Fig. 7

Deformation mechanism in LACS deposited Al-12 wt.%Si coating (Ref 14)

Effects of Laser Parameters on the Functional Properties of the LACS Deposited Coatings

Effects of Laser Power on Coating Deposition Efficiency and Build Rates

In a laser-assisted low-pressure cold spraying (LALPCS) process in which the laser irradiation interacted simultaneously with the cold spraying spot on the substrate, Kulmala and Vuoristo (Ref 33) discovered that increased laser power resulted in increased process temperature which enhanced the deposition efficiency (Fig. 8), and the densification (Fig. 9) of copper coatings due to the elimination of open porosity in comparison to the cold-sprayed coatings.
Fig. 8

Coating thickness of the copper coatings. The LALPCS coatings at pyrometer temperatures 650-800 °C (laser power 1.8-2.4 kW) and without the laser LPCS samples at 0 °C (Ref 32)

Fig. 9

SEM images showing the densification of LACS deposited copper coating at varying laser power which generated (a) 650 °C; (b) 800 °C; and (c) 0 °C (Ref 32)

Bray et al., (Ref 5) also established that the build rate of LACS deposited titanium coatings increased with the deposition site temperature as the laser power increased (Fig. 10). Moreover, the build rate as well as porosity of LACS deposited coatings compare well to that obtained via CS, LC, HVOF, and PS techniques as revealed by Table 3. In summary, the deposition efficiency and the build rates obtained for LACS deposited coatings are quite comparable to other deposition techniques such CS, LC, and HVOF. The possibility of LACS process in depositing thick coatings rapidly without the formation of intermetallics suggests its capability to be employed in component repair or strengthening applications on heat-sensitive parts. In addition, the formation of pore-free LACS deposited coatings is also considered a merit in its ability to resist chemical degradation. Nevertheless, the deposition efficiency and build rates of LACS deposited coatings could be investigated with other types of laser with a view to exploring the possibility of the heat intensity covering the entire width of the impinging powder stream.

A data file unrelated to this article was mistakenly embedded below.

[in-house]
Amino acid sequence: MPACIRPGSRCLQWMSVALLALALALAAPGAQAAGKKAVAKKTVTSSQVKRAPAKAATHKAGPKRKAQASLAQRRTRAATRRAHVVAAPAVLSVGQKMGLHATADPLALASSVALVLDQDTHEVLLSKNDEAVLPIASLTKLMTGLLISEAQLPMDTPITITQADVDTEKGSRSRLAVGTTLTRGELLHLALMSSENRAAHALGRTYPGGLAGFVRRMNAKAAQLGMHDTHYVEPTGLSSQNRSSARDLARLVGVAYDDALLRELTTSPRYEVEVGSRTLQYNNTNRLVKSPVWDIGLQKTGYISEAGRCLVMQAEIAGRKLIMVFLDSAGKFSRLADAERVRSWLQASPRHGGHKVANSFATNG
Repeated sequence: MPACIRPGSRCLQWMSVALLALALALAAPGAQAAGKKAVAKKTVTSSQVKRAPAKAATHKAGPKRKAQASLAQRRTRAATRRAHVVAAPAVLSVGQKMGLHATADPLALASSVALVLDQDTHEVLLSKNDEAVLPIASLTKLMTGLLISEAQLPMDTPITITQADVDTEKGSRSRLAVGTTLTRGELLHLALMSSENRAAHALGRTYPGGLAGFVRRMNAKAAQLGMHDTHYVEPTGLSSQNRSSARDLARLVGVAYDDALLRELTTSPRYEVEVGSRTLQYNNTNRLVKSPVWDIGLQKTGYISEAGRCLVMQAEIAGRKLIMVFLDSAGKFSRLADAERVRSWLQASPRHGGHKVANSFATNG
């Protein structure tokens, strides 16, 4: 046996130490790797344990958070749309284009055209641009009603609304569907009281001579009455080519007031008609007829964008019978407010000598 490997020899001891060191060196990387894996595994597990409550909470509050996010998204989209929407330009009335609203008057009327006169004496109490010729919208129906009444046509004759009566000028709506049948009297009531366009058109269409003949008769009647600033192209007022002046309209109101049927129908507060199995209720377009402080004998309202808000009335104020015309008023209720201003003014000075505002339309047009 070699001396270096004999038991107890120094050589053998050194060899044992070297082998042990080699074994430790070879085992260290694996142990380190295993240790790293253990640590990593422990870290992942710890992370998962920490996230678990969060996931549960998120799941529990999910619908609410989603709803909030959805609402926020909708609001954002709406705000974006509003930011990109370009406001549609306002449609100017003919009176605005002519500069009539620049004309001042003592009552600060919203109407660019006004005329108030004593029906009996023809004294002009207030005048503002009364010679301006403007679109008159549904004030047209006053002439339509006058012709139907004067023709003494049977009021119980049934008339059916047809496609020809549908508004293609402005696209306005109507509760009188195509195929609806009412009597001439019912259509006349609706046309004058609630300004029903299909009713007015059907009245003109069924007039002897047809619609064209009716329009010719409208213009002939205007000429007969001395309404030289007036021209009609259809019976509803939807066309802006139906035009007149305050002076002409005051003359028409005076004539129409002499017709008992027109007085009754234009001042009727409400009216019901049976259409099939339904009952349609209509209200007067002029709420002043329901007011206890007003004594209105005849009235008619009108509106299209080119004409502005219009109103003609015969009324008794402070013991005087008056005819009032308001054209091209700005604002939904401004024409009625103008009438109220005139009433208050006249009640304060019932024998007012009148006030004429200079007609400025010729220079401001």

Fig. 10

Build rate vs. deposition site temperature for LCS deposited titanium (Ref 5)

Table 3

Typical build rates and porosity of LACS deposited coatings compared with other deposition techniques (Ref 5)

Process

Build rate (g/min)

Porosity (%)

LACS

<45

<1

CS

<25

<5

PS

<100

<7

LC

<25

<0.1

HVOF

<120

<1

Effects of Laser Power, Scanning Speed, and Energy Density on the Microstructure and Track Geometry of the LACS Deposited Coatings

Olakanmi and co-investigators (Ref 14) evaluated the microstructural transition which occurred at the coating-substrate interface in LACS deposited Al-12 wt.%Si coatings as the laser power was varied between 2.0 to 3.0 kW. In comparison to coatings fabricated at 2.0 and 3.0 kW, only the coating produced with 2.5 kW was found to have a well-consolidated microstructure with no discernible differences in its cross section as evident by the absence of porosity, cracks, and unbounded particles (Fig. 11b). In addition, the bonding between the coating and the substrate appears to be strong and coherent as no porosity or crack could be located at the interface (Fig. 11e). The implication of this finding is that the degree to which both the cold-gas-entrained particles and the substrate are softened is a function of the applied laser power which determines the processing temperature. It is evident from Fig. 11e and f that the temperatures reached at the substrate, when 2.5 and 3.0 kW were applied for LACS deposition, softened the Al-12 wt.%Si particles further thereby making it easier for them to be embedded on the substrate.
Fig. 11